22

finally blocks are usually used to clear up resources which can help with readability when using multiple return statements:

int DoSomething() {
    try {
        open_connection();
        return get_result();
    }
    catch {
        return 2;
    }
    finally {
        close_connection();
    }
}

vs

int DoSomething() {
    int result;
    try {
        open_connection();
        result = get_result();
    }
    catch {
        result = 2;
    }
    close_connection();
    return result;
}
  • 2
    I think this is the best answer. Using a finally as a replacement for a generic exception just seems shitty. The correct use case is to cleanup resources or analogous operations. – Kik Jan 26 '15 at 15:03
  • 3
    Perhaps even more common is returning inside the try block, rather than inside the catch block. – Michael Anderson Jan 27 '15 at 2:56
  • To my mind, the code doesn't adequately explain the use of finally. (I'd use code as in the second block as multiple return statements are discouraged where I work.) – Agi Hammerthief Jan 27 '15 at 11:35
15

As you've apparently already surmised, yes, C++ provides the same capabilities without that mechanism. As such, strictly speaking, the try/finally mechanism is not really necessary.

That said, doing without it does impose some requirements on the way the rest of the language is designed. In C++ the same set of actions is embodied in a class' destructor. This works primarily (exclusively?) because destructor invocation in C++ is deterministic. This, in turn, leads to some rather complex rules about object lifetimes, some of which are decidedly non-intuitive.

Most of the other languages provide some form of garbage collection instead. While there are things about garbage collection that are controversial (e.g., its efficiency relative to other methods of memory management) one thing generally isn't: the exact time when an object will be "cleaned up" by the garbage collector is not tied directly to the scope of the object. This prevents its use when cleanup needs to be deterministic either when it's simply required for correct operation, or when dealing with resources so precious that their cleanup most not be delayed arbitrarily. try/finally provides a way for such languages to deal with those situations that require that deterministic cleanup.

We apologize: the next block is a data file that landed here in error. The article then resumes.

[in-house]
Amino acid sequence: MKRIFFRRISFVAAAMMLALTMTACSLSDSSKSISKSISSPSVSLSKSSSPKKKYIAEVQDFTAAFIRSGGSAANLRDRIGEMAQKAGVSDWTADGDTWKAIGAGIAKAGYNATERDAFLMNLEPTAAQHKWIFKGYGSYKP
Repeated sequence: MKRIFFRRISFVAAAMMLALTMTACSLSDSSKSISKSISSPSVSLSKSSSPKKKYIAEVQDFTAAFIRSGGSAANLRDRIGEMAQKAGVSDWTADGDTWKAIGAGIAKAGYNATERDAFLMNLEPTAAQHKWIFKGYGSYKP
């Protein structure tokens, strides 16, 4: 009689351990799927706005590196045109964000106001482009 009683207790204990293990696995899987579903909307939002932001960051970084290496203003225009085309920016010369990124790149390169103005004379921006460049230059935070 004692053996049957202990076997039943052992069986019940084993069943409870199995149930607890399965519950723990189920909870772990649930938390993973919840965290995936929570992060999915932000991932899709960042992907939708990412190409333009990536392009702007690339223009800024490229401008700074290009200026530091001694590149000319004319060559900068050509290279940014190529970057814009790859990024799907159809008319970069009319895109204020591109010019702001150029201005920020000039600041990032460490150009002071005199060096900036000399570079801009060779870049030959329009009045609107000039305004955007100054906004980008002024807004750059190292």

I think those claiming that C++ syntax for this capability is "less friendly" than Java's are rather missing the point. Worse, they're missing a much more crucial point about the division of responsibility that goes far beyond syntax, and has a great deal more to do with how code is designed.

In C++, this deterministic cleanup happens in the object's destructor. That means the object can be (and normally should be) designed to clean up after itself. This goes to the essence of object oriented design--a class should be designed to provide an abstraction, and enforce its own invariants. In C++, one does precisely that--and one of the invariants for which it provides is that when the object is destroyed, the resources controlled by that object (all of them, not just memory) will be destroyed correctly.

Java (and similar) are somewhat different. While they do (sort of) support a finalize that could theoretically provide similar capabilities, the support is so weak that it's basically unusable (and in fact, essentially never used).

As a result, rather than the class itself being able to do the required cleanup, the client of the class needs to take steps to do so. If we do a sufficiently short-sighted comparison, it can at first glance appear that this difference is fairly minor and Java is quite competitive with C++ in this respect. We end up with something like this. In C++, the class looks something like this: